Two important aspects must be taken into account to use NEs as a disinfectant to be aerosolized in a poultry farm: colloidal stability in the temperature range from 32 °C to 20 °C [36], and size and ζ-potential stability after aerosolization. Figure 4 shows that the hydrodynamic diameter and ζ-potential values of sample 21 were stable during the temperature scan experiments. Figure 5 shows that the NE integrity was preserved during the nebulization process.

3.3. Avian E. coli Strain Characterization for Biofilm Production Ability

The biofilm production ability of E. coli strains was classified into four groups: no biofilm, weak, moderate, and strong. As shown in Table 3, 30.0% (n = 9/30) and 27.7% (n = 8/30) of E. coli strains showed, respectively, a strong and moderate ability to form biofilm; 23.3% (n = 7/30) were weak biofilm producer strains, while the remaining 20.0% (n = 6/30) were totally unable to produce biofilm.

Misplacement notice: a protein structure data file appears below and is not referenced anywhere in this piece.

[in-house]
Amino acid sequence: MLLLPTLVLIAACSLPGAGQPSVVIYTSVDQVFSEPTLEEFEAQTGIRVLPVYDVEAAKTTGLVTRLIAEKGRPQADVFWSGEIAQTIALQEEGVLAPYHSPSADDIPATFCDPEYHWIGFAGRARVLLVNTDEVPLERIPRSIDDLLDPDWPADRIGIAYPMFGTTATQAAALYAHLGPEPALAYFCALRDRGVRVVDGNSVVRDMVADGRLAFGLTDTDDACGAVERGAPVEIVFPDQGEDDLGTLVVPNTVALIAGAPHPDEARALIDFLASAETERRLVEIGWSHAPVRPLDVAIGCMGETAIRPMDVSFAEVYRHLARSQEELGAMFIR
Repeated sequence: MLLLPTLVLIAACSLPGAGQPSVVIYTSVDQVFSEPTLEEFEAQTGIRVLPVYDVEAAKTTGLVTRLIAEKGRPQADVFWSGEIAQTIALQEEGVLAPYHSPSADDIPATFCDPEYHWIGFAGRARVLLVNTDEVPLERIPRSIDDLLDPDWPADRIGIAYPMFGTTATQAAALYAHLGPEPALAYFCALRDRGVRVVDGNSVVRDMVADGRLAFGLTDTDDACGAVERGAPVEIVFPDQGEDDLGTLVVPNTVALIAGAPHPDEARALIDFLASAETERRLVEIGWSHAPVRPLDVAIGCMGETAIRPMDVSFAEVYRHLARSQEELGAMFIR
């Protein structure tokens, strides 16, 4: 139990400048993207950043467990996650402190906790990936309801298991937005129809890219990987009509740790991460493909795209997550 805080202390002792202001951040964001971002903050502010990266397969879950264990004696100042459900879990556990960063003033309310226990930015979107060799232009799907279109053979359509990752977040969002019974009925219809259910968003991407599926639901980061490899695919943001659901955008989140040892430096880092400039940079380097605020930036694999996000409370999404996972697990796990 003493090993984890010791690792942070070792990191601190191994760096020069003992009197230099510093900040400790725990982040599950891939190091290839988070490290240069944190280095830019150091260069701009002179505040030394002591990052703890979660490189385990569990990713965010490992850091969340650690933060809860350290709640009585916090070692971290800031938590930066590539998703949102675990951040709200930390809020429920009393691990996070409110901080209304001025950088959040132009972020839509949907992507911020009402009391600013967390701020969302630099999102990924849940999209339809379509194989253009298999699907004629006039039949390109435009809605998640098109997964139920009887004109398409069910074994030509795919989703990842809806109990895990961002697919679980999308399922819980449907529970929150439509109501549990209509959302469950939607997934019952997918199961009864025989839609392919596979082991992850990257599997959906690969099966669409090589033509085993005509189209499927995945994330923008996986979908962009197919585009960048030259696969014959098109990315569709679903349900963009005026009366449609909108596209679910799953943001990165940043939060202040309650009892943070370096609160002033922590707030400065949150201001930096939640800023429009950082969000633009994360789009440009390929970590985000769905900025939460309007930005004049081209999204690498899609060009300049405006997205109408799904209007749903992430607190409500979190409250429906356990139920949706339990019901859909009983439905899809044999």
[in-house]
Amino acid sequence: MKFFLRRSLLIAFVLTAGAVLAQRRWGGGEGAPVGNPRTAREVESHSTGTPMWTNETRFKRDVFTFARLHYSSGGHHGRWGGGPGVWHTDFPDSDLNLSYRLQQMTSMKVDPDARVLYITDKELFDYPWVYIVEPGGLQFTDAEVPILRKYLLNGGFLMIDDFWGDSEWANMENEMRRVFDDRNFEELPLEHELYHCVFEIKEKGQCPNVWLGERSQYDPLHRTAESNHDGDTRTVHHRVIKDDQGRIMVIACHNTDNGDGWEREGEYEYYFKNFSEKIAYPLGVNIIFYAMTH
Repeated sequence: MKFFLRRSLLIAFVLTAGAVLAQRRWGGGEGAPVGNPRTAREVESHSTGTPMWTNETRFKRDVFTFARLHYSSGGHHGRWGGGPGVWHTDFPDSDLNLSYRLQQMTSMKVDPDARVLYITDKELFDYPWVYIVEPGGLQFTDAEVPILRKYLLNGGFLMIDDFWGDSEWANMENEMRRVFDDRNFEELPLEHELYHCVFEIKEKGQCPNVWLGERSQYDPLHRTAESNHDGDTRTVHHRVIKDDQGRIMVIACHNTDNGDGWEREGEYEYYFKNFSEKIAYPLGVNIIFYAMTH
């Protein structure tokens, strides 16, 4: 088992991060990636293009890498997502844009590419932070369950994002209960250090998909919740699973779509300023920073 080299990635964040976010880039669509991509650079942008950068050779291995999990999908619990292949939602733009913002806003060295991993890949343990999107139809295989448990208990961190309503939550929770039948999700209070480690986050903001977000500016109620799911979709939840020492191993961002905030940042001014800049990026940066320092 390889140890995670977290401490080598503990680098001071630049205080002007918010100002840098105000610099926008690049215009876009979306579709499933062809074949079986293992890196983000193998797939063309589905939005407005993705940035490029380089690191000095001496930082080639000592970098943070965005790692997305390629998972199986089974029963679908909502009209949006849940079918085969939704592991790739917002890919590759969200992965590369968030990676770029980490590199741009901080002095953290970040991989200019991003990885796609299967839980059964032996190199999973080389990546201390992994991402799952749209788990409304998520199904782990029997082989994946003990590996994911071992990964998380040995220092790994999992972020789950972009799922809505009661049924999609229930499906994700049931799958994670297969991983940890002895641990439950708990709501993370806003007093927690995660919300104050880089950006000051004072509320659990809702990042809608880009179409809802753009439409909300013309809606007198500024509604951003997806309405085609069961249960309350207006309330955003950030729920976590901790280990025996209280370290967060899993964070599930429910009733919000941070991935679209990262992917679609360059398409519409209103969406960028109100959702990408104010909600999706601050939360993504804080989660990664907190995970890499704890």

Based on data previously published [41], among strong biofilm producers some strains presented a multi-drug resistance phenotype (defined as the resistance to three or more antibiotic classes) (AV1, AV2, and AV3 strains). Interestingly, fully susceptible strains (n = 12) were also significantly associated with a strong/moderate biofilm phenotype (n = 9/12) compared to weak/no biofilm phenotype (n = 3/12). We also investigated the possible association of biofilm formation and phylotype. Interestingly, although for a low number of observations, 66.7% (n = 4/6) the E. coli strains belonging to the D group were strong or moderate biofilm producers [41]. E. coli strains belonging to the A phylogroup, the most representative phylogenetic group, were equally distributed among strong or moderate (n = 6/17 and n = 4/17, respectively), weak, or no biofilm producers (n = 2/17 and n = 5/17, respectively).